In its weekly Wednesday meeting, the Graduate Student Council (GSC) considered a bill that would provide the federal government with feedback on proposed changes to Title IX regulations.
The Council also discussed concerns about its financial organization and swore in a new member, first-year Stanford law student Mary Hwang, to replace the Law School’s former representative, who was expelled in the Nov. 7 meeting for poor attendance.
Conversation centered on a “Bill to Submit ASSU Comment to the U.S. Department of Education on Proposed Title IX Regulations,” which resolves that Associated Students of Stanford University (ASSU) Executive President Shanta Katipamula ’19 will submit relevant feedback to the U.S. Department of Education on behalf of the ASSU. The bill was authored by Katipamula and ASSU Executive Co-Director of Sexual Violence Prevention Emma Tsurkov J.S.M ’15.
The bill’s text states that “the new Title IX regulations … include several provisions which we find incompatible with the stated purpose of the proposed regulations and Title IX to eliminate gender discrimination in access to education.”
On Nov. 16, Education Secretary Betsy DeVos released her department’s proposal for an overhaul of regulations governing schools’ obligations under Title IX of the Education Amendments Act with regards to sexual assault cases. The proposed changes would narrow the definition of sexual harassment, reduce liability for universities and allow cross-examination between accused and accusing parties. The notice-and-comment period offers the public the opportunity to submit feedback on the proposal.
Katipamula appeared before the Council to discuss her bill, beginning with a discussion of Title IX broadly.
“[Title IX] essentially says that no student should be denied access to a fair, equal education on the basis of sex,” Katipamula said. “Since 1972, courts have interpreted sex discrimination to include sexual harassment, which then includes sexual assault and rape as a particularly severe form of sexual harassment.”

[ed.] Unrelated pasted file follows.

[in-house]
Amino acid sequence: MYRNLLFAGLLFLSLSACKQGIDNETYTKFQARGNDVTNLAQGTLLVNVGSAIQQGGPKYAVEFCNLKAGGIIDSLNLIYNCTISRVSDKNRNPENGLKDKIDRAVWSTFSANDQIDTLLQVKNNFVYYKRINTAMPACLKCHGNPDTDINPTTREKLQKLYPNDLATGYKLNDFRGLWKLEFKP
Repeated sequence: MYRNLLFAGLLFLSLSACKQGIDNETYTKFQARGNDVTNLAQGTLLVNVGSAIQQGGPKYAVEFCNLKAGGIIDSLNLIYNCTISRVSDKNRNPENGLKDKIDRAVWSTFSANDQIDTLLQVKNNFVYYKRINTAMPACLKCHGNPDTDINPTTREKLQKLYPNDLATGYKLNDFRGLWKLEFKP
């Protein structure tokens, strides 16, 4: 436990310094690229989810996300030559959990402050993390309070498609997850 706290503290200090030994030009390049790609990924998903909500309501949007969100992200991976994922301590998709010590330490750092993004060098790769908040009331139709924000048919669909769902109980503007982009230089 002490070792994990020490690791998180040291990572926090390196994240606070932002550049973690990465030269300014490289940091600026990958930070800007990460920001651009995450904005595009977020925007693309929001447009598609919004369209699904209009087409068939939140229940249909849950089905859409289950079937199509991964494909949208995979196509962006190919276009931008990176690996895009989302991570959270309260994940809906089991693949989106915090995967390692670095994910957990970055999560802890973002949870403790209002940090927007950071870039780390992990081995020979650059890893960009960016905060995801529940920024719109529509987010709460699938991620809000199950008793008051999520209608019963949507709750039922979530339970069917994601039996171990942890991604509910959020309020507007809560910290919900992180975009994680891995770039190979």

She also criticized DeVos’s planned changes to Title IX. The GSC bill, as currently written, contains nine objections.
“A lot of these regulations are going to be very harmful and are going to impact our campus,” Katipamula told the Council. “We feel very strongly that as representatives of the student body, we should make our voice heard.”
Katipamula also informed the Council of plans to educate students on how to provide their own feedback on the Department of Education’s proposal. This Friday, from 4 to 5 p.m., the ASSU is hosting a notice-and-comment writing workshop in Kingscote Gardens to “empower” students to write effective feedback.
The Council expects to vote on the bill during the first week of winter quarter.
Councilmembers also discussed whether the Faculty Senate should be invited to send a representative to GSC meetings. GSC co-chair Amy Tarangelo, cancer biology Ph.D candidate, supported the idea, and Pau Guinart Ph.D. ’18 said he would discuss it with the Faculty Senate.
GSC Social Chair Gabby Badica, a Ph.D candidate in the Division of Literature, Cultures, and Languages, raised concerns about the Council’s financial organization.
“We need to get a handle on our financial accounts,” Badica said. “Things like the bills we’ve sponsored — we haven’t actually sent these people money because I don’t know what account it’s supposed to come out from.”
“We need to figure out how to fix this problem,” she added. “We gotta pay out stuff.”
“I’m really concerned about this,” Tarangelo agreed. “I have no idea what the answer is, because there was no financial onboarding for me.”
Tarangelo suggested that either she or GSC co-chair and aeronautics and astronautics Ph.D candidate Yiqing Ding would join Badica and GSC Financial Officer Aditya Ranjan M.B.A. ’19 to meet with Stanford Student Enterprises (SSE) and determine how to proceed.
The Council also approved minutes from its last meeting and approved funding requests from the German Student Association, the Colombian Student Association and the Black Engineering Graduate Student Association. The Council also passed “A Bill to Fund the United Nations Association Film Festival (UNAFF),” allocating $3,000 to the event.